Christmas Night from an Attic Window

Christmas Night from an Attic Window

Photographed from above through tree limbs supporting several inches of snow, this rare wintertime view by California pictorialist photographer Sigismund Blumann (1872–1956) shows a home courtyard with parked automobile seen through limbs at lower left. Most likely dating to the late 1920’s, this example was printed 1932 or later due to Blumann’s inclusion of his F.R.P.S. affiliation (the year he earned this distinction) within the lower right corner of the primary matt’s impressed window.

Printed in blue | aquamarine tones, this example was done in a process (though uncredited on mount label) Blumann called “Lithobrome”, his own reworking of the better known bromoil transfer process. For this reason, PhotoSeed is assigning this print within the Bromoil print category. Two articles describing the process were published in Camera Craft and follow. 

Print details Recto: signed in graphite by the hand of the artist within lower right corner of impressed primary mount: Sigismund Blumann  F.R.P.S. (Fellow-Royal Photographic Society)

Print details Verso:  pasted Art Nouveau label on mount with Blumann’s home address of 3217 Davis Street Fruitvale, California and title of work in block script: CHRISTMAS NIGHT FROM AN ATTIC WINDOW (blue ink) and affiliation in smaller type:  FELLOW OF THE ROYAL PHOTOGRAPHIC SOCIETY.

Other Collections: Another example, possibly a gelatin silver- printed in sepia and reversed, sold at Oakland’s (CA) Clars Auction Gallery on June 19, 2016: Lot #2291A.

Provenance: Purchased by PhotoSeed in December, 2019 from the artist’s grandson.

In his Camera Craft column The Amateur And His Troubles, Sigismund Blumann describes the Lithobrome process in the September, 1930 issue:


The bromoil worker is per se a brave soul who is ready to essay new ventures, and he is apt to be patient as well. Here is a simple after-treatment of the print or transfer which may appeal to him. My own prints attracted some attention and led to several inquiries when shown at the Los Angeles Salon last season.

Take any old, spoiled, but unexposed bromide or chloro-bromide paper you may have and cut it exactly to the size or a hairsbreadth smaller than the size of your bromoil print. Harden it in formaldehyde and dry. This is your tint block matrix.

When the bromoil print is dry, ink up the above matrix with any transparent photo oil color, using a printers roller or so called brayer. Lay the inked paper in careful register on the bromoil and run through the transfer press just as in making a transfer. Then, should you desire to highlight the image wipe off the resultant tint with a clean rag held tightly over the finger. Work gently lest the bromoil be marred.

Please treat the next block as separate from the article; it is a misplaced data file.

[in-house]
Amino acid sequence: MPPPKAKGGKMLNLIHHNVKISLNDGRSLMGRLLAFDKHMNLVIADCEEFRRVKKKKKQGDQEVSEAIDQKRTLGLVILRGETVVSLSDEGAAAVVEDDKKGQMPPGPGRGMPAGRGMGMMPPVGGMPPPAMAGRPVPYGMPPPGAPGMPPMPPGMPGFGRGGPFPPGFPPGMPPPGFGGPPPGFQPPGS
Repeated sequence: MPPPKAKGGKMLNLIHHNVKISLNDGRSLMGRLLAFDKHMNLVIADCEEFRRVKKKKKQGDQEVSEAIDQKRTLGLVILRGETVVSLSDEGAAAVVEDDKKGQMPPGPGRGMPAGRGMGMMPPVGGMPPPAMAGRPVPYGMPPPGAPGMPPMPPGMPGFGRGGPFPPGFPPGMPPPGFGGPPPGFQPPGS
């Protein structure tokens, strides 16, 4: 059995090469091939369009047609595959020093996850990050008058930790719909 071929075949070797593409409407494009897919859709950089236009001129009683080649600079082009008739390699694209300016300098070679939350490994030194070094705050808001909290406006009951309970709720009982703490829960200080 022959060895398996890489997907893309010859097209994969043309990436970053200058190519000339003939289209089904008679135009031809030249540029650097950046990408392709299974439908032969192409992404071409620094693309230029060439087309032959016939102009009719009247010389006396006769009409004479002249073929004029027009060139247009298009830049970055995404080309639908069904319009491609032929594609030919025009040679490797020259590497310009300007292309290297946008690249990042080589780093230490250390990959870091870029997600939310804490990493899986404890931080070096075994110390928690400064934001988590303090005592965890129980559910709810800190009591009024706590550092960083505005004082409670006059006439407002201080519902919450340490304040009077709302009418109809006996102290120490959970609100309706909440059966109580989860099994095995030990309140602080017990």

The color I prefer for so tinting is a neutral brown made by thinning Sepia with turpentine, litho varnish, and very little Japan dryer. Umber is also good.

Do not over ink or the job will spread and be messy. Be sure to roll out the color evenly on a glass slab and take plenty of time. It may be well sometimes to let most of the turps evaporate from the inked matrix before transferring it to the print. A little practice and a few failures will be the best form of instruction.

As no water moisture is involved there is no chance of sticking or uneven contraction. The thing is effective, artistic, and as legitimate as the bromoil process itself or what method of enhancing a print by mounting the maker may choose.  (p. 457)

Lithobrome Process, Continued

Sigismund Blumann further commented on Lithobrome for his continuing column of advice titled “Pictorial Devices” in the February, 1932 edition of Camera Craft. The article gives a clue the process wasn’t necessarily restricted to so-called straight bromoil prints as outlined in the above 1930 article but could also apply to creating a finished “Lithobrome” from a finished process print with gelatin (silver) matrix:

It has been said that otherwise offcolor tones which might be prohibitive in professional photography are acceptable in pictorial work. To achieve these advanced workers have been known to add unheard of ingredients to their developers, to resort to astounding after treatments, and to end all by rubbing paints or varnishes on their prints as a finish. I have long made what I call Lithobromes by enlarging through a screen which gives a stipple very like the stone and rubbing well into the gelatine of the dry print a mixture of Sepia and Raw Umber Oil paints. This must be done with discretion. The photographic quality must remain and the paint must give a coating not too apparent. In a word it should enhance, not govern the print. When the picture has been browntoned and is on a buff stock I occasionally find it advantageous to wipe out highlights. My “Sapristi, the Anchor Ees Steeck” shows an Italian Fisherman tugging mightily at the anchor rope. He is humped up in the effort and his light colored shirt shows an effective highlight at the shoulders. This is wiped out as mentioned and the print has been sent to several Salons and has been turned down by none. The judges seem to have overlooked a device or railed to detect it. Verily, art lies in dissembling art.  (p. 68)

Christmas Night from an Attic Window

Image Dimensions23.6 x 18.3 cm Glued along upper margin and through middle of print to mount.

Support Dimensions43.3 x 33.0 cm Off-white, moderately thick matt with impressed window. (28.0 x 21.0 cm)